to the context?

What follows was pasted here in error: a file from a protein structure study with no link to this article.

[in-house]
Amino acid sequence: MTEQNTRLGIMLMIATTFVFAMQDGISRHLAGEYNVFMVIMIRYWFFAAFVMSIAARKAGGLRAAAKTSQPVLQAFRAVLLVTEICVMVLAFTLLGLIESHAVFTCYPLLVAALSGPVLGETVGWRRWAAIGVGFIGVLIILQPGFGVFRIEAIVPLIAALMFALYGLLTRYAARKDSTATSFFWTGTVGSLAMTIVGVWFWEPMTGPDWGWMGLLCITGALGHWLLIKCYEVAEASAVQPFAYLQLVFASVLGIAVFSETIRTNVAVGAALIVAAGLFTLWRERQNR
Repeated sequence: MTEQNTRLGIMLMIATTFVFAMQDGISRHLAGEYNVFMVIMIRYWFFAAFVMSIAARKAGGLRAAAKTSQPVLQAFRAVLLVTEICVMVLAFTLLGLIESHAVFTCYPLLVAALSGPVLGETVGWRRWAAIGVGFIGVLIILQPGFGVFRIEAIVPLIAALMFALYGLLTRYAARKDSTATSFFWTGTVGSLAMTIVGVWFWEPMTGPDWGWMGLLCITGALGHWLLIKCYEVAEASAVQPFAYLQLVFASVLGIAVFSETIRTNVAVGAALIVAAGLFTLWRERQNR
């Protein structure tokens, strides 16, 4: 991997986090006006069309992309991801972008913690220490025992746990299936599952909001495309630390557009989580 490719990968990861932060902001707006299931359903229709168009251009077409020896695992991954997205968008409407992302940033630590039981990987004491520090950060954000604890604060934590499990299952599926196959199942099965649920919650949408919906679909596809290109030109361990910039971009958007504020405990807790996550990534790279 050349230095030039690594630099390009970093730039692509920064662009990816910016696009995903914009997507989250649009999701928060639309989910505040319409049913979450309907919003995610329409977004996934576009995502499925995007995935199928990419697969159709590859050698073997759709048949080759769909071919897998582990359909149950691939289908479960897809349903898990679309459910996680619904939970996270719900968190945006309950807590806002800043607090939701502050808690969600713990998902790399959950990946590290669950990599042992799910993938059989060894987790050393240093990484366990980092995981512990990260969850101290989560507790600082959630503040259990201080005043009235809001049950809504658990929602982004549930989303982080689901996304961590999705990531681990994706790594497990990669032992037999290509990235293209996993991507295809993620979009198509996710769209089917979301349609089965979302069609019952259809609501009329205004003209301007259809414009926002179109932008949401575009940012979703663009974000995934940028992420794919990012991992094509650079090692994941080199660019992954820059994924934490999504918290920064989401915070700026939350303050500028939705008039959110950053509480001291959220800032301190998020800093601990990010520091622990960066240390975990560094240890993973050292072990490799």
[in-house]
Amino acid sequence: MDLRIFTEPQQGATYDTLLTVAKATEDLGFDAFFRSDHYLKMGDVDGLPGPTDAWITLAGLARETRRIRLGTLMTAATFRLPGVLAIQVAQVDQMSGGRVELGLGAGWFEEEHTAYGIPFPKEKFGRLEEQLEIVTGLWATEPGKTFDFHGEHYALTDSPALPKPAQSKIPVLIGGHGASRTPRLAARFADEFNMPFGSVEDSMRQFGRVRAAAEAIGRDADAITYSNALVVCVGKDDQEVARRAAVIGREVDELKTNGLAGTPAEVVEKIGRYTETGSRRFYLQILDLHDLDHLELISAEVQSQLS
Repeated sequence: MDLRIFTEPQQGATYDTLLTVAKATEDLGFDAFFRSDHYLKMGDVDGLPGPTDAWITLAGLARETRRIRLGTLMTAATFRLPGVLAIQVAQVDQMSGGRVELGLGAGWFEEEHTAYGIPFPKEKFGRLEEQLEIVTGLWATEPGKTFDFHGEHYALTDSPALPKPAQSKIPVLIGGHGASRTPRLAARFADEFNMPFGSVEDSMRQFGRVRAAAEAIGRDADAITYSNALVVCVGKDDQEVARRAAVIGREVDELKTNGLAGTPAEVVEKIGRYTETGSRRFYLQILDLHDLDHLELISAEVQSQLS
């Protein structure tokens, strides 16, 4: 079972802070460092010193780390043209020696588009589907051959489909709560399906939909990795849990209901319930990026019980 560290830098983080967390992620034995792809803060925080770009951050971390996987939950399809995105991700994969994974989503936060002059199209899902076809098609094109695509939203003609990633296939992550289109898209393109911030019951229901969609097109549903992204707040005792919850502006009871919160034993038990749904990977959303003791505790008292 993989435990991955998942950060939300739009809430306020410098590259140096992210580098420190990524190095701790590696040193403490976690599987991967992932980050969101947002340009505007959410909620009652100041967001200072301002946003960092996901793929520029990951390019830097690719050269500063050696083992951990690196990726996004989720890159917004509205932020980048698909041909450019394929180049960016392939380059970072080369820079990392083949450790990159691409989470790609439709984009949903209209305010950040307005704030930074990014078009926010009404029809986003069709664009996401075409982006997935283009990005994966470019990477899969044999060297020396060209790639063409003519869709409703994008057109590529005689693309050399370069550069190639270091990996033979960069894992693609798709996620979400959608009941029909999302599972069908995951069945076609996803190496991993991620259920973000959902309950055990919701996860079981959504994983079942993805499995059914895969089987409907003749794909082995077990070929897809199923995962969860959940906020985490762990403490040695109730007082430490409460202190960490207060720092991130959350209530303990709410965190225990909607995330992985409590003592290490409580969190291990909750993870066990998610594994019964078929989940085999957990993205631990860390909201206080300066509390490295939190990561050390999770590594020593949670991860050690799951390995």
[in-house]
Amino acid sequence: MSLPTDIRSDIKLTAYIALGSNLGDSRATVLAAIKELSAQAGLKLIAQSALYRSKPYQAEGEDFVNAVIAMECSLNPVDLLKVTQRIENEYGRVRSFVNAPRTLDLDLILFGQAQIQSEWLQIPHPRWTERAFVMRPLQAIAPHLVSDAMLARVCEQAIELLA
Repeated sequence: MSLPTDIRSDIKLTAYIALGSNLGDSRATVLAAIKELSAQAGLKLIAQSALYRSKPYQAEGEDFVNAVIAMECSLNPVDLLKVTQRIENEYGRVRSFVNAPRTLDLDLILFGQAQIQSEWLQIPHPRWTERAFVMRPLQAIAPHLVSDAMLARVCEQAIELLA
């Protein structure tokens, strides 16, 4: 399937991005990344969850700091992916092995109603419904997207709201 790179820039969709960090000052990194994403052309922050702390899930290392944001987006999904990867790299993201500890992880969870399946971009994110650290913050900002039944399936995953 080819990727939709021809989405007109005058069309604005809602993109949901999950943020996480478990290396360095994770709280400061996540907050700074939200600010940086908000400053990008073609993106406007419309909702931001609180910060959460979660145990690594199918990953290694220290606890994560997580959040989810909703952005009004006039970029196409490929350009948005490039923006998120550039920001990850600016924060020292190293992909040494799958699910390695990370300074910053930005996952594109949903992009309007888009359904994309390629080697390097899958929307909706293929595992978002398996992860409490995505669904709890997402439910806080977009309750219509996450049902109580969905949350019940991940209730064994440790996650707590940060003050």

Defining the scope of legal due diligence is crucial to an efficient process to meet the proposed timetable of the transaction and adapt to buyers’ expectations that relate to the cost of due diligence. Evidently, the scope, details and intensity of the due diligence process should be adapted to the timing, value, materiality and specificities of each transaction, considering also the human resources available for the parties involved. The main aspects to be considered are the type of business the target company operates, the time period the review should comprehend and the context of the transaction. The legal due diligence process will vary considerably from one business to another, and so will the information to be analysed and reviewed. Therefore, the investigation has to be tailored to the business of the target company and respective risks that may be associated therewith. A variety of factors that relate to the business of the target company are typically considered, such as the corporate purpose, business operations, structure, main products, sales format, strategies, and portfolio of customers and main suppliers, among others. Outside counsel expertise in the relevant sector is a valuable asset for defining an appropriate scope and avoiding inefficiencies in the process. As far as the period to be reviewed is concerned, one criterion to be considered is the applicable statute of limitation for third parties to bring claims against the target because, if practicable, the due diligence review should cover the entire period with respect to which liabilities may be outstanding. Finally, the scope of legal due diligence should be adapted to the context of the transaction, thereby insuring that the investigation matches the buyer’s interests in the deal and avoiding unnecessary expenses. For example, if the target is a reputable listed entity (therefore subject to regular public disclosure), then the potential buyer may be able to become comfortable with a narrower due diligence scope than when the target is a troubled private company. In addition, if the seller is financially sound or will provide guarantees, and the transaction documents are pro-buyer, then the potential buyer may need less due diligence effort than in the case in which the seller is in a weaker financial position, will not offer any guarantees and insists on pro-seller transaction documents. Below is a brief description of the various legal areas that may integrate the legal due diligence scope.